• First we celebrated together that she had a new job! We had been praying for that! This was great news because it meant that she could be providing for herself and her baby so her husband would hopefully not keep coming and bothering (or beating) her.

    A mom we minister to in the slums. She has a heart for worship and enjoys singing so we recently asked her to lead our praise time at Bible study. She is doing an amazing job.

    A mom we minister to in the slums. She has a heart for worship and enjoys singing so we recently asked her to lead our praise time at Bible study. She is doing an amazing job.

  • The next week I brought her rice and beans and she was crying because baby “Brian” was sick. I cried with her and prayed with her that Brian would recover quickly.
  • The following week was a hard week. We heard some bad news. Rachel’s husband had come and beat her. He took baby Brian (who is about 2-3 mo. old) for 1 day. When Rachel got the baby back he was sick and weak because he hadn’t had anything to eat or drink during the time the husband had him. Rachel immediately travelled a long distance back to her village and asked her sister in the village to care for baby Brian. Then she came back and had to move across the slums because her husband had moved in and took over her slum home (which we had been paying rent for).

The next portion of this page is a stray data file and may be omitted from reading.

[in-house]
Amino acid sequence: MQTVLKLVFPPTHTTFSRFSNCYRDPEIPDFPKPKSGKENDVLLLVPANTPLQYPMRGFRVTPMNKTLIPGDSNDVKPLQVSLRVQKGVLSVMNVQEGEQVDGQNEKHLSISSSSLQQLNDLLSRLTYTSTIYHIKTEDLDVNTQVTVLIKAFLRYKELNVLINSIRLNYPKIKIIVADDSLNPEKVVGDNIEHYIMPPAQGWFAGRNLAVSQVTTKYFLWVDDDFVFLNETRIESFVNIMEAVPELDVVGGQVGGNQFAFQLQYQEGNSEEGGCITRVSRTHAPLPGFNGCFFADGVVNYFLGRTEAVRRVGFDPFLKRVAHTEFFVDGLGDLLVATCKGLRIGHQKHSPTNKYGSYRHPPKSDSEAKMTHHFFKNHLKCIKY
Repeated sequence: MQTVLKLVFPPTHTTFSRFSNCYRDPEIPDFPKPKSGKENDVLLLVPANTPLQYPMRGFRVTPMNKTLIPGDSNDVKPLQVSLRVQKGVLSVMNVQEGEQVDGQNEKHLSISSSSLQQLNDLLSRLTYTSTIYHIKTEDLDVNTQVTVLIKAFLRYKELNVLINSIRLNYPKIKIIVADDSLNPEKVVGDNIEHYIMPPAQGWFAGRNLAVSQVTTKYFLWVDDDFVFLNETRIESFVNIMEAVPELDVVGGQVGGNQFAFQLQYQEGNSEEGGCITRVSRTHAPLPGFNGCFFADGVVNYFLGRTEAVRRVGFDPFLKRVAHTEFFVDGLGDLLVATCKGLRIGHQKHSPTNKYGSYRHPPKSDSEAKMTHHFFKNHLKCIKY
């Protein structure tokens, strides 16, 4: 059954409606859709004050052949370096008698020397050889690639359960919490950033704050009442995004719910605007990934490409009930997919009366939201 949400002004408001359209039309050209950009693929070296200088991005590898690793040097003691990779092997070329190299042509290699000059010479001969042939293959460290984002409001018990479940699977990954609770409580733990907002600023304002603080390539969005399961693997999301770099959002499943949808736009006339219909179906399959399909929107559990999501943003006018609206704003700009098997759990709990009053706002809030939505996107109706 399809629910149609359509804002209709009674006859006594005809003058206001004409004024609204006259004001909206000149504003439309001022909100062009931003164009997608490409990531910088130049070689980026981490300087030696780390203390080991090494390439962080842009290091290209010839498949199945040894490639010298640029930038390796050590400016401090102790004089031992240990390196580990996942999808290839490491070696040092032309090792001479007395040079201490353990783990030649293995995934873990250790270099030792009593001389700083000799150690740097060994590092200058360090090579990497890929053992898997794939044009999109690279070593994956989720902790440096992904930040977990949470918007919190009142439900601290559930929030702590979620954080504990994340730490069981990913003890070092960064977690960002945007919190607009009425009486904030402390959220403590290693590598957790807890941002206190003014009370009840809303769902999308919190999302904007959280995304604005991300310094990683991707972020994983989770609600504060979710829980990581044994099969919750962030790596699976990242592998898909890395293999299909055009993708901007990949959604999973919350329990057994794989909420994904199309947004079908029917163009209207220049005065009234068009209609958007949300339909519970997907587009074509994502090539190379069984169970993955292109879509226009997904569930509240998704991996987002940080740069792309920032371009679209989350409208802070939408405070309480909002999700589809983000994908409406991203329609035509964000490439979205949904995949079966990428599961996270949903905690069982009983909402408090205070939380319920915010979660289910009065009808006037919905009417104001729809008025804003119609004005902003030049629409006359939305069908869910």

A mom whose house recently flooded and lost some of the few possessions she owned. She has a beautiful heart and invites every pregnant woman she knows to Bible study. God is moving in her home. In our last home visit to see her, there were 12 mommas crammed in her home eagerly awaiting our message with the word of God.

A mom whose house recently flooded and lost some of the few possessions she owned. She has a beautiful heart and invites every pregnant woman she knows to Bible study. God is moving in her home. In our last home visit to see her, there were 12 mommas crammed in her home eagerly awaiting our message with the word of God.

  • I lost touch with Rachel because I didn’t know where she was living now, but she would still come to Bible study occasionally on some Tuesday evenings where I would see her and get brief updates that things were ok.
  • Just last week, two ministry workers happened to be in the area where Rachel used to live while doing home visits. They found Rachel living back in her home with her husband and baby. It seems as if maybe we were lied to, but we don’t know the full story and we are waiting for things to settle. Please be in prayer for her and her situation.

Expecting In Uganda

We are pleased to announce we are expecting our 3rd child!  Jalina is 11 weeks pregnant and thus due December 27th. Thankfully, we had an ultrasound proving there is only one baby!

While this wasn’t exactly our planned timing, it was God’s perfect timing and we are excited nonetheless.  With Jalina’s age and past pregnancy complications we are hearing mixed advice as to whether it is wise for her to give birth in Uganda or travel back to the States. We would appreciate your prayers as we try to discern God’s will.

Ultrasound of Reinhardt Baby #3

Ultrasound of Reinhardt Baby #3

Mother’s Day Ministry and Driving in Uganda

The 7 ladies who committed their lives to Christ during the Women's Bible Study